And the only way he had ever found, the only code, the only language by which he could speak and be heard by other men, could communicate himself, was with a bugle. If you had a bugle here, he told himself, you could speak to her and be understood, you could play Fatigue Call for her, with its tiredness, its heavy belly going out to sweep somebody else’s streets when it would rather stay home and sleep, she would understand it then.
But you haven’t got a bugle, himself said, not here nor any other place. Your tongue has been ripped out. All you got is two bottles, one nearly full, one nearly empty.
― James Jones, From Here to Eternity
Photo: U.S. Marine Corps by Lance Cpl. Alejandro Sierras/ Released
Has a way of wilting
At the strangest,
Most unpredictable hour.
This is how love is,
An uncontrollable beast
In the form of a flower.
The sun does not always shine on it.
Nor does the rain always pour on it
Nor should it always get beaten by a storm.
Love does not always emit the sweetest scents,
And sometimes it can sting with its thorns.
Give it plenty of sunlight.
And the flower of love will
Neglect it or keep dissecting it,
And its petals will quickly curl up and die.
This is how love is,
Perfection is a delusional vision.
So love the person who loves you
And abandon the one
Who only loves you
― Suzy Kassem, Rise Up and Salute the Sun: The Writings of Suzy Kassem
Love’s absence ailed me. I could not imagine loving my husband. He was a superior and I did not know how to love and be subservient together. Nor had he ever thought of me as a human being, let alone a woman. For no reason had he ever softened towards me, I had stirred him that little.
It is surprising to me that one of the great crimes of history has gone unnoticed; the abduction of god by religions. This slight-of-hand has been the cause of countless blood-shed and has been found at the root of innumerable acts of evil. The argument continues today, as to which religion the true god belongs, when what would be most healing and empowering is to free god from the shackles of religious limitation and judgment. It is by emancipating god from the ignorance of our ancestors that we become empowered to explore and express our own relationship with what god may or may not be.
Paths are the habits of a landscape. They are acts of consensual making. It’s hard to create a footpath on your own…Paths connect. This is their first duty and their chief reason for being. They relate places in a literal sense, and by extension they relate people.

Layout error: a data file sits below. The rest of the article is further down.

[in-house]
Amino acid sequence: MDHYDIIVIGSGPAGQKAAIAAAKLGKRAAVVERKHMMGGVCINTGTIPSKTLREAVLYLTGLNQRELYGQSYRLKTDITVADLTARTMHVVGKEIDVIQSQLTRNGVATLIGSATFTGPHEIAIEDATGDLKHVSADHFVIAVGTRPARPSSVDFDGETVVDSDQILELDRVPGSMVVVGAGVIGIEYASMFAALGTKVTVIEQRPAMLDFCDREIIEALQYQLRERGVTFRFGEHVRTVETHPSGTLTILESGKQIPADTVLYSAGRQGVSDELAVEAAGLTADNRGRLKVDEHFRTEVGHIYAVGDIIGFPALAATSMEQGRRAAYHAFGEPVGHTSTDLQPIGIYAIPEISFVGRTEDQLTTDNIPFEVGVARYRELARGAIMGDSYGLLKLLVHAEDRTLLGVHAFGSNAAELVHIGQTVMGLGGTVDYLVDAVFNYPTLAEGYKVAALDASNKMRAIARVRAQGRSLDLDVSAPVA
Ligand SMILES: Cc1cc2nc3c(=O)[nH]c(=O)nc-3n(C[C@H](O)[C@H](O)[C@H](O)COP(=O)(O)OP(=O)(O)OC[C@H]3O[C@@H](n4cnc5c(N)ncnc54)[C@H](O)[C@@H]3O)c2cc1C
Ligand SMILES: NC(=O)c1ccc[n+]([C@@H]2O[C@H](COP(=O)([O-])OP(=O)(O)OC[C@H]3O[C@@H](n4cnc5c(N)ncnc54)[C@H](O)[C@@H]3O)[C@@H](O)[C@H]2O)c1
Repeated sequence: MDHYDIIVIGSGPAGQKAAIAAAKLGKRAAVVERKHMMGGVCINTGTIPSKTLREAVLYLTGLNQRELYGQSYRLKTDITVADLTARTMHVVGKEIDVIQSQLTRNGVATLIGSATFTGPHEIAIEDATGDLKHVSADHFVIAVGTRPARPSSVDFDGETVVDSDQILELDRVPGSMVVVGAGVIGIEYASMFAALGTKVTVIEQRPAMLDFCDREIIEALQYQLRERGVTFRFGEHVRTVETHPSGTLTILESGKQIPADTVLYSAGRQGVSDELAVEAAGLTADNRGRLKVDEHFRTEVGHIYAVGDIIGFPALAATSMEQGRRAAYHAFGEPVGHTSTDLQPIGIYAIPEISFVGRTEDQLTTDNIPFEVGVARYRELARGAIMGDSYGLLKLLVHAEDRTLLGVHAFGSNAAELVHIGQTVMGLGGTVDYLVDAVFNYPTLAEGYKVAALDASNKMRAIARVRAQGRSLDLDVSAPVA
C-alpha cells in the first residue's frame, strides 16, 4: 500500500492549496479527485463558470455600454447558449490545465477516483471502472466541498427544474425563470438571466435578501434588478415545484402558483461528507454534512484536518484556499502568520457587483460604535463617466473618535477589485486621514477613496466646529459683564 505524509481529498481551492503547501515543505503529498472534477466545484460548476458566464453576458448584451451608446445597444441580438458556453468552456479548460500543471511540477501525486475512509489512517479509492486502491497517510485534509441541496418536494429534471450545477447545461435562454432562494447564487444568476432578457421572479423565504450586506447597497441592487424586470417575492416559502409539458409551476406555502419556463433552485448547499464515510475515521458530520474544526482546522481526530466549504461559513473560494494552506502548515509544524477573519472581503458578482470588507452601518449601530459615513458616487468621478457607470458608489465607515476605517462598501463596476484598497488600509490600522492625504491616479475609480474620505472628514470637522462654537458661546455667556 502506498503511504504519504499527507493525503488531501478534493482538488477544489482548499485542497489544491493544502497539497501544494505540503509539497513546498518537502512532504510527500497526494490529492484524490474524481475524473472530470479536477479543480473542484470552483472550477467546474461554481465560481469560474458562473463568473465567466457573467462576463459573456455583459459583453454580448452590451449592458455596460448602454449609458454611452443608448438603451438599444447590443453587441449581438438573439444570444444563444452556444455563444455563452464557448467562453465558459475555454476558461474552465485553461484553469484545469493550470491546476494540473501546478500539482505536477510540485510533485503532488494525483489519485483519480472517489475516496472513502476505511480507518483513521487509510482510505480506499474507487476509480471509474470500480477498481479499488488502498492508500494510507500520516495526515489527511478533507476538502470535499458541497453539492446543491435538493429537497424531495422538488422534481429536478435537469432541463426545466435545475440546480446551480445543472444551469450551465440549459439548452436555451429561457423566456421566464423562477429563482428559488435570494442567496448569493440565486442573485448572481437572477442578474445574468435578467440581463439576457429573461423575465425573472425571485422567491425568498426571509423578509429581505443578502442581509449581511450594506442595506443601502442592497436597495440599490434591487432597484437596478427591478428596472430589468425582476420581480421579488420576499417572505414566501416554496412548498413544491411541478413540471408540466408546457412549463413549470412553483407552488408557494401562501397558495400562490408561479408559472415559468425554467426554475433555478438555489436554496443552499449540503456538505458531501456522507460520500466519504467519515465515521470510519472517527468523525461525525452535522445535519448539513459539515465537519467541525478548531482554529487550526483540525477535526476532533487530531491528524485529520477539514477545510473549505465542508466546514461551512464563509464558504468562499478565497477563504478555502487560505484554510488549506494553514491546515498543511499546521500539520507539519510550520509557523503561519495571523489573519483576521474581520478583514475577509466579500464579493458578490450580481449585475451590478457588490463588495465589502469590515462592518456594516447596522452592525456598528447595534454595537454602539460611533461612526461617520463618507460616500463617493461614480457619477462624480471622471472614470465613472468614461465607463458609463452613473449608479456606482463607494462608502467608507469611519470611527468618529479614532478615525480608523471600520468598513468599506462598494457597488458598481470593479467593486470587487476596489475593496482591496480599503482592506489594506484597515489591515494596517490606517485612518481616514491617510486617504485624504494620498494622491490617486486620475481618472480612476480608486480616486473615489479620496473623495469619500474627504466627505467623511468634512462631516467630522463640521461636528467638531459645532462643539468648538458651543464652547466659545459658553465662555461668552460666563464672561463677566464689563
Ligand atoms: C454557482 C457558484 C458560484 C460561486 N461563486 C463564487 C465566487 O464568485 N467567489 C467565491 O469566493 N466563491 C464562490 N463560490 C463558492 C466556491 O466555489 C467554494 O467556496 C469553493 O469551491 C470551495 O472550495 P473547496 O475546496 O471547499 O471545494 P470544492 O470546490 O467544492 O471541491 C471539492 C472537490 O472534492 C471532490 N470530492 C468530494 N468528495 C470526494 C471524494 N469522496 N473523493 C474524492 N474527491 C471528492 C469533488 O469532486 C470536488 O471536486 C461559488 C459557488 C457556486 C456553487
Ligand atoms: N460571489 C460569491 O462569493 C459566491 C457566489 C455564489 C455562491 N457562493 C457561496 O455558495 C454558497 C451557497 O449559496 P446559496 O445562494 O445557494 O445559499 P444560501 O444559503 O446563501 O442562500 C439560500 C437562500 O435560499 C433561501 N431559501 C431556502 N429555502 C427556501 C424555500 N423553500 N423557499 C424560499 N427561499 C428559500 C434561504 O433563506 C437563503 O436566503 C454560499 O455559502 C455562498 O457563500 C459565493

Paths are consensual, too, because without common care and common practice they disappear: overgrown by vegetation, ploughed up or built over (though they may persist in the memorious substance of land law). Like sea channels that require regular dredging to stay open, paths NEED walking.
You don’t fall in love like you fall in a hole. You fall like falling through space. It’s like you jump off your own private planet to visit someone else’s planet. And when you get there it all looks different: the flowers, the animals, the colours people wear. It is a big surprise falling in love because you thought you had everything just right on your own planet, and that was true, in a way, but then somebody signalled to you across space and the only way you could visit was to take a giant jump. Away you go, falling into someone else’s orbit and after a while you might decide to pull your two planets together and call it home. And you can bring your dog. Or your cat. Your goldfish, hamster, collection of stones, all your odd socks. (The ones you lost, including the holes, are on the new planet you found.)
And you can bring your friends to visit. And read your favourite stories to each other. And the falling was really the big jump that you had to make to be with someone you don’t want to be without. That’s it.
PS You have to be brave.
―Jeanette Winterson in Big Questions from Little People: And Simple Answers from Great Minds edited by Gemma Elwin Harris
Whereas during those months of separation time had never gone quickly enough for their liking and they were wanting to speed its flight, now that they were in sight of the town they would have liked to slow it down and hold each moment in suspense, once the breaks went on and the train was entering the station. For the sensation, confused perhaps, but none the less poignant for that, of all those days and weeks and months of life lost to their love made them vaguely feel they were entitled to some compensation; this present hour of joy should run at half the speed of those long hours of waiting.
It is the tenderness that breaks our hearts. The loveliness that leaves us stranded on the shore, watching the boats sail away. It is the sweetness that makes us want to reach out and touch the soft skin of another person. And it is the grace that comes to us, undeserving though we may be.
―Robert Goolrick, The End of the World as We Know It: Scenes from a Life